Will you be making any changes?

Yeah. New London Systems is now more focused on new consoles than updating people who bought the previous system.

Let me explain.

New London Systems isn’t other sci-fi stores – though we’re constantly compared. New London Systems is a small part of New London. It has a small core group operating it, and it’s operation is simply to pay for the sim. It’s not a private business, so constant comparisons to shops with similar products are ludicrous.

The point is, myself and Kat were not scripters of the kind required for time ship skyboxes – NLS’ primary product. We created a basic one early in 2010, and then through different co-operatives we’ve upgraded to different systems. We’ve always liked the idea of upgrading previous customers so we have done so the best we can for a small company – but these updates, aren’t really updates. They are upgrades. We moved from a simple system by myself and Kat to a system built by Hyperloom and NLS. Our customer feedback wanted us to go into a direction that Hyperloom weren’t really keen to pursue ideologically, so we parted company amicably and we moved onto a new system again, the T50, which was a blend of NLS, a smaller company called HA! all hosted on the Bad Wolf Inc database with necessary intergration. Very soon it became clear that we were enjoying the fusion of the three products, and Bad Wolf Inc decided to do a full amalgamation with New London Systems. The system became very much Bad Wolf based, with NLS ideology and builds, but it was a new system. None of these are technically updates – v1.0 to v2.0. Updates are fairly straight forward and easy to belt out, but what we were doing were upgrades – taking customers from system to a brand new fusion, run by different people on different vendor systems. Nevertheless we looked to upgrade customers best we could with our limited time and resources as sim runners. Our problem with the T60 is we had an accumulation of upgrades – residual and immediate upgrades spanning two systems previous. We were so busy trying to honour these upgrades, we were no longer producing new products. No new products meant people were waiting on free upgrades. Revenue dried up.

These days, myself and Kat are focused on sim management, sim builds and supporting London based products, but we’ve got a whole range of new builds coming up from a variety of innovative builders, including Bear Thymus, The Diplomat and Cory Trafalgar, theDoctor Mayo, Jon Melendez and Hoipoloi Gurbux. We’ll try and do updates when we can, but our focus is very much the future, not the past as that will keep NLS here.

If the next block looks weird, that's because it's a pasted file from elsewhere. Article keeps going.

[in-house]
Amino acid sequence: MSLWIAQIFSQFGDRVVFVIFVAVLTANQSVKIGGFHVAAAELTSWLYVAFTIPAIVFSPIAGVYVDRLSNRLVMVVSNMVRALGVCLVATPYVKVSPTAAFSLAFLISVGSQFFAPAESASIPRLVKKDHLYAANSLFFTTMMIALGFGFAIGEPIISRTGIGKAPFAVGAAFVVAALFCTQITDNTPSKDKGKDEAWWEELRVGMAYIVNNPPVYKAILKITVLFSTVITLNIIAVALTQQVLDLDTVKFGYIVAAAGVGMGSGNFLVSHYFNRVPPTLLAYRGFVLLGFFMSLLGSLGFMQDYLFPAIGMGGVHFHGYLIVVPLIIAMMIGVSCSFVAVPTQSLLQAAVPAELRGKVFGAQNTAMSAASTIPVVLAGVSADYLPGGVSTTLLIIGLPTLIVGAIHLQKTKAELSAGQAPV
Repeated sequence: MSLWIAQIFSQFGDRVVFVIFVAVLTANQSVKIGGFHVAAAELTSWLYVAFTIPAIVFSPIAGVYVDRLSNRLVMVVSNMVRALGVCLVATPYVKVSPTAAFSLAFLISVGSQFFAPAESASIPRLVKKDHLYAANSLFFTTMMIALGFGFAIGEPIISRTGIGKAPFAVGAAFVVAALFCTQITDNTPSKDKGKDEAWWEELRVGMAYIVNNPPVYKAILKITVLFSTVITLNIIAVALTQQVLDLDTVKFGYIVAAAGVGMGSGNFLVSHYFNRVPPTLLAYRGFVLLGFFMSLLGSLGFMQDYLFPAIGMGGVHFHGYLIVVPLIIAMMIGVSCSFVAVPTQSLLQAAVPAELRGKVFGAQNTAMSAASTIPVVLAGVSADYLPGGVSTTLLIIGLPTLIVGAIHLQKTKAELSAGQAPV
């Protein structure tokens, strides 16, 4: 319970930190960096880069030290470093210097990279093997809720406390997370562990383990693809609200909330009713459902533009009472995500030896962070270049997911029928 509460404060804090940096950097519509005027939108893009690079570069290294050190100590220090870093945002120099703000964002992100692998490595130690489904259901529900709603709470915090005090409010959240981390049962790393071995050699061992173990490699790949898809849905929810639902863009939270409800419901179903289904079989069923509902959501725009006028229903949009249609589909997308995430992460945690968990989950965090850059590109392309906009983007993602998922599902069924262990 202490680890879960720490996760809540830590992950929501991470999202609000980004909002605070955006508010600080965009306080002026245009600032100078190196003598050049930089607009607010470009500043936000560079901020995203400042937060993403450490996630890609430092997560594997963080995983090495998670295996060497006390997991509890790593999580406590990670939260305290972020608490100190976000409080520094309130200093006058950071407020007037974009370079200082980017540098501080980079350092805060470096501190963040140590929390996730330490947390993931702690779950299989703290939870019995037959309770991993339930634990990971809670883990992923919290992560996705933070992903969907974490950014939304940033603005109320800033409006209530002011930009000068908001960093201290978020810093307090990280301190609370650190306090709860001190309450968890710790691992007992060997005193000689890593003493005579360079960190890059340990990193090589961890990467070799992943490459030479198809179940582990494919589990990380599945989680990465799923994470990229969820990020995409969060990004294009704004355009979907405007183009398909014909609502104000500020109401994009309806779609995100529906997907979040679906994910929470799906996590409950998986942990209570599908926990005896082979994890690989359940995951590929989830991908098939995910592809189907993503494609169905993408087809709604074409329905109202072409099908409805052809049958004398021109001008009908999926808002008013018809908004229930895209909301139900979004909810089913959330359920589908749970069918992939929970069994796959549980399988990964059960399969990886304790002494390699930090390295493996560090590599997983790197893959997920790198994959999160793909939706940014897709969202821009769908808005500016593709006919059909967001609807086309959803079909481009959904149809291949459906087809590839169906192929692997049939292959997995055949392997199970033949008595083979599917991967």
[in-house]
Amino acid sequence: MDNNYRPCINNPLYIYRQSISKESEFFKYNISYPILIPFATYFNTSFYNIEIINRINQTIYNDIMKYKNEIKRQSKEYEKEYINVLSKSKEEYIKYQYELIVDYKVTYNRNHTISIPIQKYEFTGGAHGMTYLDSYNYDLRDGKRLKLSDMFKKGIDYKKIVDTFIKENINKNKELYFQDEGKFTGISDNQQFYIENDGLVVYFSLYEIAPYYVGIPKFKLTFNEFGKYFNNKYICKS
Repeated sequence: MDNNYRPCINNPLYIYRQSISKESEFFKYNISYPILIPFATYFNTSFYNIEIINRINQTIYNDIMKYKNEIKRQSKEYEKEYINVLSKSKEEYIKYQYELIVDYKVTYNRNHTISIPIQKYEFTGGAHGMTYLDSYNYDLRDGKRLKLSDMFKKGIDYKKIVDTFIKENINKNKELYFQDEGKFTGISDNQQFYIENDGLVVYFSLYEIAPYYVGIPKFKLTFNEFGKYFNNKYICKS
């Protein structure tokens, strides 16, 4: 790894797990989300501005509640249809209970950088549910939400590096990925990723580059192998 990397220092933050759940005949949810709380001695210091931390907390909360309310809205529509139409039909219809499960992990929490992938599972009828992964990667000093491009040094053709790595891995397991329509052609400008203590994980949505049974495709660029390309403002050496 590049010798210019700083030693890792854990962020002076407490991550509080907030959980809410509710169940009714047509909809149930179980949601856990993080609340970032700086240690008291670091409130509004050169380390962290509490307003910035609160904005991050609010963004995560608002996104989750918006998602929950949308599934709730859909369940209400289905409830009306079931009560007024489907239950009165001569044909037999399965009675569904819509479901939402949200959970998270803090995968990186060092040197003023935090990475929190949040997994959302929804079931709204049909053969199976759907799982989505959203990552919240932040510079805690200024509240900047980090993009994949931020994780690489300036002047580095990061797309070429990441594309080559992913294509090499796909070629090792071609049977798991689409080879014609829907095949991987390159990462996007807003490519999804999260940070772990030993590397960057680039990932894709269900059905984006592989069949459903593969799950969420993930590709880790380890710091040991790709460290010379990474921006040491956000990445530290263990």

On top of that we’ll be doing more products that aren’t Time Machine based – London products, products from other sci-fi niches. NLS has been the sim’s strength, we are more driven to feed that strength.

So what’s the Bottomline?

If I was to make one assertion about New London and perhaps what makes it loved, is it isn’t a sim that is trying to show off what it can do, it’s a sim that is there to be a place for people to enjoy. We’re not interested in being the “Best” Doctor Who sim, or the “Best” Sci-Fi sim, or even the “Best” London sim. We’re not interested in being part of the Doctor Who community, London community or whatever – other than being open to decent people from all walks of life. There are too many different sorts in SL to be anything more than what you create yourself, if you ask me. New London is it’s own community. We don’t speak for others sims, they don’t speak for us. We’re not interested/jealous/needful of other sims. We don’t really look outside New London. We’re very proud of the sim, but not because we think we’ve done a brilliant job, but because it’s become a brilliant place to hang out.

In my opinion, sims can become a ball and chain of debt if you do try to be a monument to wonder. New London would be no different if we did that. New London survives without incurring massive costs because the community won’t let it die and are willing to help take the burden.

That’s not to say it’s all on “you”. We’ll do our best to keep churning out great products, events and keep upgrading New London to remain interesting and worth returning to. We will continue to try and keep it fair and honest. We don’t expect people to pay all their money to us, we appreciate every gesture. We know not everyone has a vast supply of cash. 10L can be as touching as 10,000L. It’s all about context.

And if you’ve managed to read all this tl;dr – then you’re a bit looney.

You’re just the type New London loves.

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Posted on April 28, 2012, in New London News, Second Life, Uncategorized and tagged , , . Bookmark the permalink. Leave a comment.